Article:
Country queen Taylor Swift charms L.A. crowd
By Craig Rosen
LOS ANGELES (Hollywood Reporter) - Earlier this year, Taylor Swift's "Fearless" strung together 11 nonconsecutive weeks atop the Billboard 200. It was a feat that hadn't been accomplished in years and may have left those unfamiliar with the relatively new star curious about her appeal.
At the sold-out Staples Center on Friday, on her first headlining tour, Swift showed why she's become country's new queen with a two-hour-plus set that played on her strengths and pointed to her continuing pop crossover potential.
The key selling point on display Friday was Swift's relatability. She's not just another oversexed, underdressed prefab pop Barbie, but rather the girl next door who's had her heart broken and takes refuge in music she actually sings, plays and writes. While those songs for the brokenhearted were gussied up with costumes, elaborate staging and a half-dozen musicians, it was ultimately Swift's confessional tunes -- from opener "You Belong to Me," with its high school motif, to the lesson-learned regret of "Should Have Said No" -- that made the show a success.
In fact, Swift performed the two most effective numbers -- "Fifteen" and her first hit, "Tim McGraw" -- from the crowd on acoustic guitar. The former manages to split the difference both emotionally (and numerically) between Big Star's lost classic "Thirteen" and Janis Ian's "At Seventeen." The latter was received with such a thunderous ovation that Swift seemed genuinely moved and rewarded the crowd with a John Mayer guest spot.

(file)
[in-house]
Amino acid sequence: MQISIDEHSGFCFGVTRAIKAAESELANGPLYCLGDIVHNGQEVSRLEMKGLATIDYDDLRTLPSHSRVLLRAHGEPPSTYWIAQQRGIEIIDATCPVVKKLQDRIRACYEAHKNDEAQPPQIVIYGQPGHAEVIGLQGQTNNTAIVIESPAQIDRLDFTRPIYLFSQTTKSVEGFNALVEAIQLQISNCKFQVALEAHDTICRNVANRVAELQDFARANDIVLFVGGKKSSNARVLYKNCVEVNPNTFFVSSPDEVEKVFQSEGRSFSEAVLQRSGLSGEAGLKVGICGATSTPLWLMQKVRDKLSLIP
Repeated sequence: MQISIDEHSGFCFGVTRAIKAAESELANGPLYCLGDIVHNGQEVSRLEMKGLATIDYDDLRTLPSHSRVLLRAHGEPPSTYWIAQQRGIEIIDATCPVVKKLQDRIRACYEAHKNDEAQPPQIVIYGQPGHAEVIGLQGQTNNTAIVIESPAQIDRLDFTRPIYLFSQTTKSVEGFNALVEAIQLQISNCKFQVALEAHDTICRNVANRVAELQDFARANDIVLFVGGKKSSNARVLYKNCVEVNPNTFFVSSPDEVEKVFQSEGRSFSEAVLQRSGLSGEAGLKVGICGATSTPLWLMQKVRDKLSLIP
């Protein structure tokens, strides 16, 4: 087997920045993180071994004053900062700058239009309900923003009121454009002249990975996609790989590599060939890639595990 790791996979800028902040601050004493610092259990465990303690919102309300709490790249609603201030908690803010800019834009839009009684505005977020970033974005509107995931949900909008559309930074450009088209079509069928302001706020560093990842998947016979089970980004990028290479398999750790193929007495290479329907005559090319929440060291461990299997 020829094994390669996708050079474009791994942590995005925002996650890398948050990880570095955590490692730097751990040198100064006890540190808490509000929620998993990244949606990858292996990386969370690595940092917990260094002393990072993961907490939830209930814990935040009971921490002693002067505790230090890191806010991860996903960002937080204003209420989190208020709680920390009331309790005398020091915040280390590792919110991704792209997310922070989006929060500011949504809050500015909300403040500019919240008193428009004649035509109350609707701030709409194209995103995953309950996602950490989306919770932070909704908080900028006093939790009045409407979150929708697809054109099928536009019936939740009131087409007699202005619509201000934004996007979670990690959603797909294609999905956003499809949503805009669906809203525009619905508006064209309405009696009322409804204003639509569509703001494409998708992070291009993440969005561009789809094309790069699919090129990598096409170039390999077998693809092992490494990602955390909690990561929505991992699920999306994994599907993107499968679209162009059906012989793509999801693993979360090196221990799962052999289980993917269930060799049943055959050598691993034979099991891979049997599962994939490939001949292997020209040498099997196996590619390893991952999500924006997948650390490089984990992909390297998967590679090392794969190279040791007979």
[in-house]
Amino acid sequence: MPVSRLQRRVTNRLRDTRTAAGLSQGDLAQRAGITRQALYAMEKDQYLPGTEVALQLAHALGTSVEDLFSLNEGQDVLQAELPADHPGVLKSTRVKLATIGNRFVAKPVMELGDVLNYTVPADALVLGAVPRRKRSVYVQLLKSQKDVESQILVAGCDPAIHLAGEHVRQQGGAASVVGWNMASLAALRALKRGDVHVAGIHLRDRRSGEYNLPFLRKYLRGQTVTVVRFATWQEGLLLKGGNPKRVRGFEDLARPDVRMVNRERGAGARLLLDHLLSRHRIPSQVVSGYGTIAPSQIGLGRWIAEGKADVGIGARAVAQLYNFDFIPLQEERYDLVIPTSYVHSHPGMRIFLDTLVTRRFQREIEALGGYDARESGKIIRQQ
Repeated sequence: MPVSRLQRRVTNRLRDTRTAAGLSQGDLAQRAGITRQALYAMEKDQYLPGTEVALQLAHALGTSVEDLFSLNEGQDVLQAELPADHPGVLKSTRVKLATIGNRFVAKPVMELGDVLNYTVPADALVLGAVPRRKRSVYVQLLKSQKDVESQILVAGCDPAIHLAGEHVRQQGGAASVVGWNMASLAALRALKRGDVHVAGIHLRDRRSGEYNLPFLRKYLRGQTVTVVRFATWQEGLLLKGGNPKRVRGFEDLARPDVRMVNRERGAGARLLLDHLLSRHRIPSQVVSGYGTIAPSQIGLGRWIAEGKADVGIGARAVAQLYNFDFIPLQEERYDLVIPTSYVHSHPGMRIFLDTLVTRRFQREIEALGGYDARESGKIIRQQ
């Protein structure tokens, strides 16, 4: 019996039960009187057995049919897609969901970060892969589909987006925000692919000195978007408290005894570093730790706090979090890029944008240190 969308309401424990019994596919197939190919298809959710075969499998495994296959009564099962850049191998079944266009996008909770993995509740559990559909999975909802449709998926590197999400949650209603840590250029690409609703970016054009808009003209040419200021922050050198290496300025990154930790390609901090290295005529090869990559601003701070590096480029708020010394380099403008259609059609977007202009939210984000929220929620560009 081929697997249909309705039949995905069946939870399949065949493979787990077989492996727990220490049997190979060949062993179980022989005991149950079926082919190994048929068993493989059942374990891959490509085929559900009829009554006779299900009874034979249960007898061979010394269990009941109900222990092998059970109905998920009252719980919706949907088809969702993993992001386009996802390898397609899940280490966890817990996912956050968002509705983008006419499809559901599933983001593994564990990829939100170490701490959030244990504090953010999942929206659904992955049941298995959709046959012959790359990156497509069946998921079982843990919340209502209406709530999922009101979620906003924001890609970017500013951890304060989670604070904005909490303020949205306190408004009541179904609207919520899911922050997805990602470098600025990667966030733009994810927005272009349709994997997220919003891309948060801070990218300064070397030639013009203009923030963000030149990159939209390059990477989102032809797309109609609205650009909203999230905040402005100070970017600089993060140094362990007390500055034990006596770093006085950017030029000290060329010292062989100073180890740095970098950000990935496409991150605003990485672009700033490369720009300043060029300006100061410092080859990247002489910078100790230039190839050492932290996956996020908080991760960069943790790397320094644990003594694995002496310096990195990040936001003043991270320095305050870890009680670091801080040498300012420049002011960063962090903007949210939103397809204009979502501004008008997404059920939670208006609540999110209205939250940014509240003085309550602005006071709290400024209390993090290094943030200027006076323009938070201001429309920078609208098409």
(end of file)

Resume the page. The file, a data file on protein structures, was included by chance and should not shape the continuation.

Yet like the staging and costumes, Mayer's appearance wasn't necessary. Sure, he performed a serviceable duet with Swift on his "Your Body Is a Wonderland" and added some tasty electric guitar riffs to Swift's "White Horse," but Swift didn't really need any help handling the crowd or the stage. She has a likable stage presence that's not overly polished and even was slightly awkward at times, but her loyal following didn't seem to mind, often singing along without cues from the star.
Some well-produced humorous film clips, featuring cameos from Tim McGraw and Tyler Hilton, allowed time for set and costume changes and self-effacingly played up Swift's propensity for vengeance in song. If the message wasn't clear enough, "Teardrops on My Guitar" featured Swift's would-be Romeo slow-dancing with another blonde babe. Yet toward the set's end, when Swift rolled out "Picture to Burn," her girl-scorned theme had grown tiresome.
Thankfully, the more universally themed "Change" followed, with Swift noting that "it's been a tough year." Images of victims of economic and natural disasters were projected on the video screens, but as the song turned the corner and Swift noted that "things turn back around," scenes of triumph appeared. It was overly simplistic and a bit naive, but still hard not to be moved.
With her big-beat remix version of "Love Story," which has been receiving top-40 airplay, and her incorporation of Justin Timberlake's "What Goes Around..." into her own piano-driven "You're Not Sorry," Swift showed off her strong pop crossover potential, but we can only hope if she fully makes the jump into that arena, she doesn't sacrifice the charm that made us take notice in the first place.
(Editing by Dean Goodman)
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